The pattern is repeated in the life of the woman of Shunem. She is given a son as reward for her blessing of Elisha, because she saw the work of Yahweh Elohim and honoured his servant in her good work. Yet Yahweh Elohim takes her son so he dies. She goes to Elisha with a question which is in effect seeking the face of Yahweh. She had been promised a son by no less that Yahweh Elohim.
Then she said, 'Did I desire a son of my lord? did I not say, Do not deceive me?'
Then he said to Gehazi, 'Gird up thy loins, and take my staff in thine hand, and go thy way: if thou meet any man, salute him not; and if any salute thee, answer him not again: and lay my staff upon the face of the child.'
And the mother of the child said, 'As the LORD lives, and as thy soul lives, I will not leave thee. And he arose, and followed her.' (2Kings 4:28-30)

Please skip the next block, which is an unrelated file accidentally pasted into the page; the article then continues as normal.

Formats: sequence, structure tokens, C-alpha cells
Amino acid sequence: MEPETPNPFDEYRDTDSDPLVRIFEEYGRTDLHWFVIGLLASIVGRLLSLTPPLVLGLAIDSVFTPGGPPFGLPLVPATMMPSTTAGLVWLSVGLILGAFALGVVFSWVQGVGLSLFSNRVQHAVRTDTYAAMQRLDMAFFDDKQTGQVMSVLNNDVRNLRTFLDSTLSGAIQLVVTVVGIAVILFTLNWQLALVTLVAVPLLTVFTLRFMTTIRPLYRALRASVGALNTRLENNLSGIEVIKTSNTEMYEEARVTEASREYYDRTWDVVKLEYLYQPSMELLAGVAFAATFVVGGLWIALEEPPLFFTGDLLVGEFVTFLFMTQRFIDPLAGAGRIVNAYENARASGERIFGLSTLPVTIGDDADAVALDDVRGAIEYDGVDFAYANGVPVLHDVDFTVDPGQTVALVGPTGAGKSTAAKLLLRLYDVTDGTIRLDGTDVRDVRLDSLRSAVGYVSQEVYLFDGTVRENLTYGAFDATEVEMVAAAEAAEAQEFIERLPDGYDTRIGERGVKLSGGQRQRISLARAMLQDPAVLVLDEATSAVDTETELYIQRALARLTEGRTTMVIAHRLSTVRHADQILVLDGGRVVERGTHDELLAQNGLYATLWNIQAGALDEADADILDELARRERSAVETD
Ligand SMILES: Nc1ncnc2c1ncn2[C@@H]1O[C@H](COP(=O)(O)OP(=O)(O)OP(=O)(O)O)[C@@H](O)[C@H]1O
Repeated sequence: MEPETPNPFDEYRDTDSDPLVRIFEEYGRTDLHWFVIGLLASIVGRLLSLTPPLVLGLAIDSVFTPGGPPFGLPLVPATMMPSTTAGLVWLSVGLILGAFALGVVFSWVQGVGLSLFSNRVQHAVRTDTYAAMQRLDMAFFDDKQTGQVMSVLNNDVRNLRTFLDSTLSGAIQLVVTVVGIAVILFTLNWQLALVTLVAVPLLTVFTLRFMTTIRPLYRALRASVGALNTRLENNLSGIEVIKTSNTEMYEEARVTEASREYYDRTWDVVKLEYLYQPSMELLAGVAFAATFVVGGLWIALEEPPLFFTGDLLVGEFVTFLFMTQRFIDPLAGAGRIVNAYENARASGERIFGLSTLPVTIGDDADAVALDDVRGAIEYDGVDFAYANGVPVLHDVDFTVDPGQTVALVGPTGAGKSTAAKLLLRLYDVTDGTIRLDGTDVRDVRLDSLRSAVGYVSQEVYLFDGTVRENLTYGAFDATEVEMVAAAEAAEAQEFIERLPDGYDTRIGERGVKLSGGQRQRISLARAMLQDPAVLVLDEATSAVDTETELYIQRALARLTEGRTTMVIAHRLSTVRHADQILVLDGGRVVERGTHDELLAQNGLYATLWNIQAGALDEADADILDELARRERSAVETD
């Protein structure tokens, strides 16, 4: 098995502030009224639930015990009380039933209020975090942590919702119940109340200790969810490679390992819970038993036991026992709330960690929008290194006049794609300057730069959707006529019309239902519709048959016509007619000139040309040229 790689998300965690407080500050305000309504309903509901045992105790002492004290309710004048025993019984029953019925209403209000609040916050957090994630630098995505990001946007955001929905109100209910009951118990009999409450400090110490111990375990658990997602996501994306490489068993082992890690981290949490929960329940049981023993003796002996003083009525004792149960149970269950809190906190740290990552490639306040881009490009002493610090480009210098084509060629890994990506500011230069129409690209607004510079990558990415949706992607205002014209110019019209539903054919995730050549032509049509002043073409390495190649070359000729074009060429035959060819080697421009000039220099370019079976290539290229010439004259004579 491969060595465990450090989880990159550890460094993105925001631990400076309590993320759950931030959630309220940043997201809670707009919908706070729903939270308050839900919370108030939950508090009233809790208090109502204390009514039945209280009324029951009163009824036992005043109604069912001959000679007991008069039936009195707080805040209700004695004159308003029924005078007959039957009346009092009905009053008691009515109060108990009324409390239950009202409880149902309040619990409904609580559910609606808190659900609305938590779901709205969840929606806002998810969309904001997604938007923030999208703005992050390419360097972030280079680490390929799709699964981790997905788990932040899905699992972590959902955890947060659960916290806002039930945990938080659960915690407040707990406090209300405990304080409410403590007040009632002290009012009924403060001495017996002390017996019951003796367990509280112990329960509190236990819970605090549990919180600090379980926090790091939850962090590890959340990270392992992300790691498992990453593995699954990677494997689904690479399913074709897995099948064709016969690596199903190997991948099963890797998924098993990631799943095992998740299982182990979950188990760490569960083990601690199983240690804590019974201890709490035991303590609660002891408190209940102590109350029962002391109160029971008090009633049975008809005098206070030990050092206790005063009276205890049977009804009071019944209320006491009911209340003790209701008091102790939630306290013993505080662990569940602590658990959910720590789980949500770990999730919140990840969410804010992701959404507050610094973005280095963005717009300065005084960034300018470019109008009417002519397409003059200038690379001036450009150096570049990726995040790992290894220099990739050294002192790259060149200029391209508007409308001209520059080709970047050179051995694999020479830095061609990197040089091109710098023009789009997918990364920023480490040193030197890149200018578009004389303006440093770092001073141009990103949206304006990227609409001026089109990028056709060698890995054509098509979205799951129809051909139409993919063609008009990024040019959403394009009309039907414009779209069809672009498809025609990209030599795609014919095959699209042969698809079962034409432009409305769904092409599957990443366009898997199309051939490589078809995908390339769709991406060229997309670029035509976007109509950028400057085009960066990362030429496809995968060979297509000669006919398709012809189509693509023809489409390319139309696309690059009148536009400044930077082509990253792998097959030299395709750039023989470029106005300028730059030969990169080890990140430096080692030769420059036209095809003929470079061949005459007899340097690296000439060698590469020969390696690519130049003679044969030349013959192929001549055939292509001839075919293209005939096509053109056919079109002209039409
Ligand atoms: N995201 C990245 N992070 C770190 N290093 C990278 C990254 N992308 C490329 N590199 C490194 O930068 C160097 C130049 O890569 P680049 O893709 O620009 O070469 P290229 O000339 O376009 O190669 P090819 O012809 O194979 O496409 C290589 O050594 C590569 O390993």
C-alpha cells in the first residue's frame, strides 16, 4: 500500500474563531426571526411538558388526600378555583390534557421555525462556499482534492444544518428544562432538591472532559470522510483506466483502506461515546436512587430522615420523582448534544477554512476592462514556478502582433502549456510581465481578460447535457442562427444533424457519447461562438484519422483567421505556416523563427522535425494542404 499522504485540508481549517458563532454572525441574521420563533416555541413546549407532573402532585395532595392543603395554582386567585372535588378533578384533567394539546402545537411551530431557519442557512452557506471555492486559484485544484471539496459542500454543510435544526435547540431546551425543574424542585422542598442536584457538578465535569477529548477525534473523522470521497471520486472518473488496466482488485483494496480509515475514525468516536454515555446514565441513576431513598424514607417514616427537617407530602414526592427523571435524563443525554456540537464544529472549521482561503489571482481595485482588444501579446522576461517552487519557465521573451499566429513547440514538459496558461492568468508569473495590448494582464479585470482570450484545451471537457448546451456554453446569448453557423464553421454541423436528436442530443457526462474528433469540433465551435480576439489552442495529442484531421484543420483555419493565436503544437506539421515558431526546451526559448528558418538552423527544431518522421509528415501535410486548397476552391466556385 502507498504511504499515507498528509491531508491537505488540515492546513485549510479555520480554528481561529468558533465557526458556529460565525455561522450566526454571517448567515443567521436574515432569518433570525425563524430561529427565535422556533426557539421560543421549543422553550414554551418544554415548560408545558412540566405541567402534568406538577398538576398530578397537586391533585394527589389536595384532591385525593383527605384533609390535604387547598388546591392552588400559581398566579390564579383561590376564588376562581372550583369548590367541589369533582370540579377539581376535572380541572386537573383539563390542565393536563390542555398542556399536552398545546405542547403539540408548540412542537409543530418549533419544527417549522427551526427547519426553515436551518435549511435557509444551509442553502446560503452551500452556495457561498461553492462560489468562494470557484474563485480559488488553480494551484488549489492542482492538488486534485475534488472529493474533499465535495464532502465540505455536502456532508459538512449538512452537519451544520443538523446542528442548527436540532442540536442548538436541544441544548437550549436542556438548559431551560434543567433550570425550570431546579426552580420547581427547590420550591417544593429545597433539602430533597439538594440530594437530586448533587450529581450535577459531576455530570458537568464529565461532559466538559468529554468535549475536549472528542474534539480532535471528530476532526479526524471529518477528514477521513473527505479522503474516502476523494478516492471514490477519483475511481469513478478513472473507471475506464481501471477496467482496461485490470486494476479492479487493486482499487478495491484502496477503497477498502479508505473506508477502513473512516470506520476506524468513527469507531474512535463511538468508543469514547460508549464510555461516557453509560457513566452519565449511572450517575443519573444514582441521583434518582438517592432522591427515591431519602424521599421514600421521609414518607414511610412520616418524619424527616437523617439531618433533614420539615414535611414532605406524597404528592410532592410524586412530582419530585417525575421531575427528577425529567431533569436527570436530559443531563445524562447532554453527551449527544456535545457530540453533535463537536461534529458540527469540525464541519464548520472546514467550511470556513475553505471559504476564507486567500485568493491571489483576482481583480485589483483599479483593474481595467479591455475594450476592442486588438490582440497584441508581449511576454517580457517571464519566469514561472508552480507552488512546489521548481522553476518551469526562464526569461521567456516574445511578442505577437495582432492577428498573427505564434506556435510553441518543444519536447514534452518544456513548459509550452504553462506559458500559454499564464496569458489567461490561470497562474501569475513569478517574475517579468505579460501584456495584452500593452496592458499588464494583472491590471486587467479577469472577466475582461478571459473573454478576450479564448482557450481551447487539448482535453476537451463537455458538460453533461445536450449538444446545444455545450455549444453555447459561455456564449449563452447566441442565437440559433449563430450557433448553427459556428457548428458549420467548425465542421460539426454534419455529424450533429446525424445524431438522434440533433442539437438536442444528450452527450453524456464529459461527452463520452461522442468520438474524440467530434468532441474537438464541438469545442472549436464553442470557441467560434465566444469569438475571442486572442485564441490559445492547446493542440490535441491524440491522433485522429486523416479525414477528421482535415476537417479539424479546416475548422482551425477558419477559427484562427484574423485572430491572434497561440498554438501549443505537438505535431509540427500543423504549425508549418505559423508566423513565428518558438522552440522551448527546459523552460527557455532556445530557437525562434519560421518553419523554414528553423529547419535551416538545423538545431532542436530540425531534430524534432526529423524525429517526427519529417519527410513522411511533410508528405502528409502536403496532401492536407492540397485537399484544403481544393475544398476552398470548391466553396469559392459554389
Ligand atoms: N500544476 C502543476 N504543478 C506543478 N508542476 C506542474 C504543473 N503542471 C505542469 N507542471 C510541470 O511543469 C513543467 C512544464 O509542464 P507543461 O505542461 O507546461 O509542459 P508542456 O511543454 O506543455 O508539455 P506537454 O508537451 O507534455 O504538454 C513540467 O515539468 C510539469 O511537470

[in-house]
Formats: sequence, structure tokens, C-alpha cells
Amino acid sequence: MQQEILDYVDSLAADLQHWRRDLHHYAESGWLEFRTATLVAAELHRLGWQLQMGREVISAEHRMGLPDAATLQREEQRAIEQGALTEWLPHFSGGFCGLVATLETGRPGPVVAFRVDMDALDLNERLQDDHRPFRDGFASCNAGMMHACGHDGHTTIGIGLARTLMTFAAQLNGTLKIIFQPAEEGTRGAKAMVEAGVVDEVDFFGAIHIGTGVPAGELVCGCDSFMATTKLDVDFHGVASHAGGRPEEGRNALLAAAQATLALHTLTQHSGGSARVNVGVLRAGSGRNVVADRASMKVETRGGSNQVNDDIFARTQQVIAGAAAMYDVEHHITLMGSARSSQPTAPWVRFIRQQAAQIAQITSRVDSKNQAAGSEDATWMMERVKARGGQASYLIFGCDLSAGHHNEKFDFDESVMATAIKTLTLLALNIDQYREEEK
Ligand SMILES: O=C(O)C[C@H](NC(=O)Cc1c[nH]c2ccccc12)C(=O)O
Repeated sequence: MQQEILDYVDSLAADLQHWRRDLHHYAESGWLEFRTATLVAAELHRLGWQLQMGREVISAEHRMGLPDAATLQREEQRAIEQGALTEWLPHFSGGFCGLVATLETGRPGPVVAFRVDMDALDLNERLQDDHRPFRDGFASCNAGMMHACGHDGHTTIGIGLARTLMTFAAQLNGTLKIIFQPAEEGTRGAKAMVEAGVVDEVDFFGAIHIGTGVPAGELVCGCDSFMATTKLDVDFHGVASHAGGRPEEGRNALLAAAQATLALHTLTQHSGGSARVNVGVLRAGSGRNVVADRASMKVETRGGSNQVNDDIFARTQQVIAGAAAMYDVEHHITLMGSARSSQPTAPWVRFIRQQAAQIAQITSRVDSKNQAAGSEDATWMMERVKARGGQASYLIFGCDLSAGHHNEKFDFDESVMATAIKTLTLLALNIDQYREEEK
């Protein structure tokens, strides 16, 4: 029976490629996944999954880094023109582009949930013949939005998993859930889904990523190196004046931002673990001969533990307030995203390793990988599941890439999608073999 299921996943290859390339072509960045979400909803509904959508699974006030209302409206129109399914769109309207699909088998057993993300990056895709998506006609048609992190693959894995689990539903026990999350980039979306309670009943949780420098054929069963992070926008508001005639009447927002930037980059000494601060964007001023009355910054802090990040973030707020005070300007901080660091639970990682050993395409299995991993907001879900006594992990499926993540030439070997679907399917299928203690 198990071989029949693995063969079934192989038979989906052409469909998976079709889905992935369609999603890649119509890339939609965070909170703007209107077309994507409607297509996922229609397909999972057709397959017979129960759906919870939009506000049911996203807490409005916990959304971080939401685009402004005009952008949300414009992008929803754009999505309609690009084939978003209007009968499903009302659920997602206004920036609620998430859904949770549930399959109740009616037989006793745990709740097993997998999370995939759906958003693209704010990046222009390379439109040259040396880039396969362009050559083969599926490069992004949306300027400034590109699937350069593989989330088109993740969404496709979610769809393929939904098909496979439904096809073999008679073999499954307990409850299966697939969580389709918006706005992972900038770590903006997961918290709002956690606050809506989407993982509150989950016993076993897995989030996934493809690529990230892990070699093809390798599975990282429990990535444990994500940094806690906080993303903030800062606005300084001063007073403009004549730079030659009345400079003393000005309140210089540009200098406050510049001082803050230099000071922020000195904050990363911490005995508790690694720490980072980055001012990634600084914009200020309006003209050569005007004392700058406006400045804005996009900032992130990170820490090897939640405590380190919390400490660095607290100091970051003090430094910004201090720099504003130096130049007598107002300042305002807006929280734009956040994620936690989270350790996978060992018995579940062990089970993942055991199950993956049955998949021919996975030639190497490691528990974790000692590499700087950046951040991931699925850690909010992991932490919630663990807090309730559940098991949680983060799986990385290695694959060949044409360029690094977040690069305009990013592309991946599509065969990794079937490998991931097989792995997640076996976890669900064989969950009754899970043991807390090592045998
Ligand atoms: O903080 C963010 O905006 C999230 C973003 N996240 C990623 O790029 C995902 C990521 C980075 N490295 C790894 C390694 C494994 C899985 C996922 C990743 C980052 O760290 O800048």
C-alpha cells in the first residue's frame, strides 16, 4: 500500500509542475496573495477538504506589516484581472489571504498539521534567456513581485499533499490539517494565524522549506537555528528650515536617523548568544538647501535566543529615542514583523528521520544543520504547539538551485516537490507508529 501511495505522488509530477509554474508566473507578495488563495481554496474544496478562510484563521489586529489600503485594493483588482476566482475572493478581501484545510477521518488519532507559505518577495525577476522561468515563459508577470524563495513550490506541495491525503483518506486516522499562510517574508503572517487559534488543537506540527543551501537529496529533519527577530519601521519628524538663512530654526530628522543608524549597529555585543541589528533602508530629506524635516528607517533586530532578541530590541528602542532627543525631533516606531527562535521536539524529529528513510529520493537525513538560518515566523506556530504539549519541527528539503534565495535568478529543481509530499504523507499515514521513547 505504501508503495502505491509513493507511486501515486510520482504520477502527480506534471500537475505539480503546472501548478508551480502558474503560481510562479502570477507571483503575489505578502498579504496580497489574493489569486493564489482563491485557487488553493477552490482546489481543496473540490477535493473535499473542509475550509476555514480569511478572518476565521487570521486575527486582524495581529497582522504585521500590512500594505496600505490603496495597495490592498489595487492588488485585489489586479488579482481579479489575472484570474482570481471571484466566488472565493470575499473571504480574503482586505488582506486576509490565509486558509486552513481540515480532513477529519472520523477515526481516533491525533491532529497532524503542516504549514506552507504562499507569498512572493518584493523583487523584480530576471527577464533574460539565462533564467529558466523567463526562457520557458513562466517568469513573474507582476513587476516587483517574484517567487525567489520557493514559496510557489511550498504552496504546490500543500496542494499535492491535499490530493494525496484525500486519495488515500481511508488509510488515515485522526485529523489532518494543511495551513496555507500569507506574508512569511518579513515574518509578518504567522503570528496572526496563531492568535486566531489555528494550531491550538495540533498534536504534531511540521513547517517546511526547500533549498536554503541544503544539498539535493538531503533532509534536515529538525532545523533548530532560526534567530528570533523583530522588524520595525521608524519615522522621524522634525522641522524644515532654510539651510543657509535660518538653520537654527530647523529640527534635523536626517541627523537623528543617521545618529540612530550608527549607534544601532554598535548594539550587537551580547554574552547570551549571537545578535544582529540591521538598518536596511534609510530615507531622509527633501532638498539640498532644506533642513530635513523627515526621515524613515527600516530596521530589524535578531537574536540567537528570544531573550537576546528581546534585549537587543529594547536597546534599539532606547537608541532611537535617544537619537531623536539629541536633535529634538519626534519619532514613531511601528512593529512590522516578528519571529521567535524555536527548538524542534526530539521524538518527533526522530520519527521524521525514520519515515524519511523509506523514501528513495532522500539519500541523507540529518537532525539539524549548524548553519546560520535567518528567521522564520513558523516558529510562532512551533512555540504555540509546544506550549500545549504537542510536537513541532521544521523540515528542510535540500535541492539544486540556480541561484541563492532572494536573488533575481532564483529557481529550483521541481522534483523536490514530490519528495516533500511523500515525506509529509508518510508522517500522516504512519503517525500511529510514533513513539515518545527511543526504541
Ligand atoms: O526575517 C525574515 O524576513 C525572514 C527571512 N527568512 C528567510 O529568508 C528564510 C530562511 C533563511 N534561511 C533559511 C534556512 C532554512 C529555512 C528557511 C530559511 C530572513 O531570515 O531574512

She sought the nearest she could come to the face of Yahweh, in his servant Elisha, and would not leave him, relying on the fact that Yahweh lives, which also includes his strength.
Again the pattern is there. Belief, faith and good works of faith are a beginning but added to this will be always trial beyond strength to test and produce active trust and confidence, which is rewarded.
Oh let the wickedness of the wicked come to an end; but establish the just: for the righteous God tries the hearts and reins. (Psalm 7:9)
The fining pot is for silver, and the furnace for gold: but the LORD tries the hearts. (Proverbs 17:3)
The LORD tries the righteous: but the wicked and him that loves violence his soul hates. (Psa 11:5)
It may be that so much are the wicked hated that they are not tried, merely destroyed at the appropriate time. It takes effort on the part of Yahweh Elohim to mess the lives of the wicked up and to send trials of the right order to the righteous.